I need to open this review with a brief confession: I'd like to live closer to New York. Love to live closer to New York, actually. I tell myself that just about anybody with a passion for the stage wants to be in New York, that most of us outside of New York are justifiably melodramatic (perhaps you've heard us?) in complaining about the mythical misunderstanding, oppression, and death of theatre everywhere outside of New York. Ha. After what happened at the Warehouse Theatre last night, I need to do penance for such unholy thoughts. Jayce T. Tromsness directed such a Macbeth as would make any theatre nut proud to stand up and be counted a Greenvillian.
There are no kilts (or robes). No grown men holding twigs in front of their faces. Not much of anything that you've come to associate with Macbeth, except the language. Tromsness sets the Scottish play in the Balkans, in the war-torn Bosnia of the 90s. Shannon Roberts comes through with an emotionally charged set--you'll be tempted to weep before the action even begins, but wait. The first ten minutes of the play are some of the most muscular and harrowing moments I've ever seen on the boards. They were in fact the most harrowing moments I'd ever seen--until we came to Macduff's pretty chickens and their dam. Yes, I cried.
With a production as stunning as this, it's hard to find highlights, so I offer instead a list of the things that are still lingering with me the morning after:
The weird sisters--Lynne Junker, Tiffany Nave, Kerrie Seymore. They don't have beards. Or matted hair. Or long bony fingers. But give them turbans and swaths of dirty lace and talismans and they'll haunt you tomorrow and tomorrow and tomorrow.
Blood. Entrails. Blood-shot eyes. Blood. I won't tell you how they do it, but the result is chilling.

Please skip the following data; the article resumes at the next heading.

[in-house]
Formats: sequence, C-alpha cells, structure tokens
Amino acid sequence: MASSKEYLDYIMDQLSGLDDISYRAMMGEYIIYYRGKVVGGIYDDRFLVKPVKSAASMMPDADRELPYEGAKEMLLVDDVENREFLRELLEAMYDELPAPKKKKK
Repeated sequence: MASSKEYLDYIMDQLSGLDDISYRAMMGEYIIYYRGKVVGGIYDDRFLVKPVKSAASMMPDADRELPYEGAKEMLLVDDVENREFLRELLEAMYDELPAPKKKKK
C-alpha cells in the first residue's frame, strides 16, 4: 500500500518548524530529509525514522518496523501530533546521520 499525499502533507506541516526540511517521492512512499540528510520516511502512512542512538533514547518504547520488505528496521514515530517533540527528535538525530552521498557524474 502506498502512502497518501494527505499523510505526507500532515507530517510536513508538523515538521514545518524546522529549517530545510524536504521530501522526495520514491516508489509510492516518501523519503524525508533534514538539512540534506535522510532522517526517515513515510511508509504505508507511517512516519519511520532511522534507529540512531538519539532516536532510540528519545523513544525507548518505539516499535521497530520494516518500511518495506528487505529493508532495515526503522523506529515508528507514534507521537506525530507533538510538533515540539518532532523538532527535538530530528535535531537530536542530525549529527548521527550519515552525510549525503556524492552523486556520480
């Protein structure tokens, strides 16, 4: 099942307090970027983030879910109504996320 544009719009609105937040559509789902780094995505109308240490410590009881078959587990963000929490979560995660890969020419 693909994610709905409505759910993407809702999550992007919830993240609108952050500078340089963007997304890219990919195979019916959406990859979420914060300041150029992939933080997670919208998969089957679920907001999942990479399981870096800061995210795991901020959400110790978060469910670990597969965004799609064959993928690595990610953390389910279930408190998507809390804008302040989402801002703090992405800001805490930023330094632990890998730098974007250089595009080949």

Hecate. Anne Kelly Tromsness is the ultimate argument for the existence of Hecate. And her doubling as the ever-present Doctor gave a chill-bumping reminder of the strange forces at work in this world.
Ghosts! Banquo (astonishing show from Andy Croston) and his unending line of wraith-like kings.
Humans. Real humans. The Lords and Ladies Macbeth I have known in the past have already seemed to be kings before the play begins. Regal, imposing, infinitely above me and my little concerns with the world. What Paul Savas and Debra Capps bring to these roles is an unsettling familiarity. I was shocked by the every-day-ness of their language, their actions. They are more relevant than regal, which gives them an especial terror: that could be me. That could be any one of us. Don't get me wrong. When the time comes for the big explosive speeches, Savas and Capps are dynamite. But the part of their performance that is still with me today? Act Three, Scene Two--a brilliant and beautiful fight between the husband and wife.
Macduff, Macduff, Macduff! Such a stirring performance by Brock Koonce--anyone can muster a few tears for dead kids, but his show after Duncan's murder? Took my breath away--and that in a scene that has always made me cringe for false notes. I would I could usurp Shakespeare and make Macduff the next king.
How to tie up all these disparate memories? With the man who made them possible to begin with, and I don't mean Shakespeare. I've seen enough wimpy concept-driven renditions (Macbeth as a mostly-danced fable set in western Africa?) to know that the Bard alone doesn't bring this kind of muscle to a production. The director, Jayce Tromsness, has created some of the most human and horrifying Shakespeare I've experienced to date: his Macbeth is a figure from the nightly news, from Iraq or Afghanistan or any other war we've sat and watched from our armchairs. More than this: its the only Macbeth that has wrested my focus away from Otherness and War and turned a level gaze to my own sneaking ambitions. And isn't that supposed to be the point? Encore, Mr. Tromsness. Encore.Posted by stephanie at February 13, 2010 10:37 AM | TrackBack